Source code

Simple C-language source code example, a procedural programming language. The resulting program prints "hello, world" on the computer screen. This first known " Hello world" snippet from the seminal book The C Programming Language originates from Brian Kernighan in the Bell Laboratories in 1974. [1]

In computing, source code is any collection of computer instructions, possibly with comments, written using a human-readable programming language, usually as plain text. The source code of a program is specially designed to facilitate the work of computer programmers, who specify the actions to be performed by a computer mostly by writing source code. The source code is often transformed by an assembler or compiler into binary machine code understood by the computer. The machine code might then be stored for execution at a later time. Alternatively, source code may be interpreted and thus immediately executed.

Most application software is distributed in a form that includes only executable files. If the source code were included it would be useful to a user, programmer or a system administrator, any of whom might wish to study or modify the program.


The Linux Information Project defines source code as: [2]

Source code (also referred to as source or code) is the version of software as it is originally written (i.e., typed into a computer) by a human in plain text (i.e., human readable alphanumeric characters).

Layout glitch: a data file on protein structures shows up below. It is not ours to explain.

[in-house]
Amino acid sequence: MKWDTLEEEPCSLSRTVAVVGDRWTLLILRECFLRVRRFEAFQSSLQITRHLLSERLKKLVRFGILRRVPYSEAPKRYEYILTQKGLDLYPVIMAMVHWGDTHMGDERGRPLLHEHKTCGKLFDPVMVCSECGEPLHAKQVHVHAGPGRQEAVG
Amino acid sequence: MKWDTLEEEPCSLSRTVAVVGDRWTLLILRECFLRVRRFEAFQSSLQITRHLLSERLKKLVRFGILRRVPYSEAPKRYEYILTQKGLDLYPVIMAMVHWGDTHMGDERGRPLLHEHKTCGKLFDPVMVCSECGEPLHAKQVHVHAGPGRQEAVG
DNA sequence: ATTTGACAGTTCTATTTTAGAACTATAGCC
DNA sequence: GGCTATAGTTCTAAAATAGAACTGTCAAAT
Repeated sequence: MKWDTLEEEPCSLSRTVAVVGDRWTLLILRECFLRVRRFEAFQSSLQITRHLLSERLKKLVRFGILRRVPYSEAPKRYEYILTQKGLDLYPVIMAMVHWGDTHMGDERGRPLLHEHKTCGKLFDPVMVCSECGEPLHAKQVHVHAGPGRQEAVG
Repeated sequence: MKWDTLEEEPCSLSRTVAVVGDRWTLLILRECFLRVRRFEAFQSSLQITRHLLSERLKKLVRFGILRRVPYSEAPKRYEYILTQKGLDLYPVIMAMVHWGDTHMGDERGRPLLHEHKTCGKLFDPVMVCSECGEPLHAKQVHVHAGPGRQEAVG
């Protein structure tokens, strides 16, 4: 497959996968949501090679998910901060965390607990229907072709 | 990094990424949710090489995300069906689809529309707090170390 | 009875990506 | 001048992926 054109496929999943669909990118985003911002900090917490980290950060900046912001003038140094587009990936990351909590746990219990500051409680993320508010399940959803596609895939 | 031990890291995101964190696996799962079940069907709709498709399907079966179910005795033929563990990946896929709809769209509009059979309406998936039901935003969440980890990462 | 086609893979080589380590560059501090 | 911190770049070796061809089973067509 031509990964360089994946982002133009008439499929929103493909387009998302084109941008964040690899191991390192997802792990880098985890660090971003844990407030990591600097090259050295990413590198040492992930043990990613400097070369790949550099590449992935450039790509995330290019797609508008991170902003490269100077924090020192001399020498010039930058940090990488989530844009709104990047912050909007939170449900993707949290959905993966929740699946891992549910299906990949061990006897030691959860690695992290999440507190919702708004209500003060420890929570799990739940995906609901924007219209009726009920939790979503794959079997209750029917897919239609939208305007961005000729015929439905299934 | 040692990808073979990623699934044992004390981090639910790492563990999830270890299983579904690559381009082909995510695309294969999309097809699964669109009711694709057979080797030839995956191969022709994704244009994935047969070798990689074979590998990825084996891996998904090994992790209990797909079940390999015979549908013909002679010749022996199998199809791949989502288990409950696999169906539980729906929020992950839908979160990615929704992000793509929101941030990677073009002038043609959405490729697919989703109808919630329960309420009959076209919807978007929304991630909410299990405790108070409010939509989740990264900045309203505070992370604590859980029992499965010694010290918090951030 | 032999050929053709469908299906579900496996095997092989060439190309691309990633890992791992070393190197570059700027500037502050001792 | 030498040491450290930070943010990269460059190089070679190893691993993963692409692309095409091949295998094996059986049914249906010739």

The notion of source code may also be taken more broadly, to include machine code and notations in graphical languages, neither of which are textual in nature. An example from an article presented on the annual IEEE conference and on Source Code Analysis and Manipulation: [3]

For the purpose of clarity "source code" is taken to mean any fully executable description of a software system. It is therefore so construed as to include machine code, very high level languages and executable graphical representations of systems. [4]

Often there are several steps of program translation or minification between the original source code typed by a human and an executable program. While some, like the FSF, argue that an intermediate file "is not real source code and does not count as source code", [5] others find it convenient to refer to each intermediate file as the source code for the next steps.

Other Languages
Afrikaans: Bronkode
العربية: كود مصدري
asturianu: Códigu fonte
azərbaycanca: Mənbə kodu
বাংলা: সোর্স কোড
Bân-lâm-gú: Goân-sú-bé
беларуская: Зыходны код
беларуская (тарашкевіца)‎: Крынічны код
български: Изходен код
bosanski: Izvorni kod
català: Codi font
čeština: Zdrojový kód
dansk: Kildekode
Deutsch: Quelltext
eesti: Lähtekood
español: Código fuente
Esperanto: Fontkodo
euskara: Iturburu kode
فارسی: کد منبع
français: Code source
한국어: 소스 코드
हिन्दी: मूल कोड
hrvatski: Izvorni kod
Bahasa Indonesia: Kode sumber
italiano: Codice sorgente
עברית: קוד מקור
Кыргызча: Баштапкы код
latviešu: Pirmkods
lietuvių: Išeitinis kodas
Bahasa Melayu: Kod sumber
Mìng-dĕ̤ng-ngṳ̄: Nguòng-dâi-mā
Mirandés: Código fuonte
မြန်မာဘာသာ: ဆို့စ်ကုတ်ဒ်
Nederlands: Broncode
norsk: Kildekode
norsk nynorsk: Kjeldekode
олык марий: Тӱҥалтыш код
Pälzisch: Kwälldegschd
português: Código-fonte
română: Cod sursă
Runa Simi: Pukyu qillqa
русский: Исходный код
Simple English: Source code
slovenčina: Zdrojový kód
slovenščina: Izvorna koda
српски / srpski: Изворни код
srpskohrvatski / српскохрватски: Izvorni kod
svenska: Källkod
Türkçe: Kaynak kodu
українська: Початковий код
اردو: سورس کوڈ
Tiếng Việt: Mã nguồn
粵語: 原始碼
中文: 源代码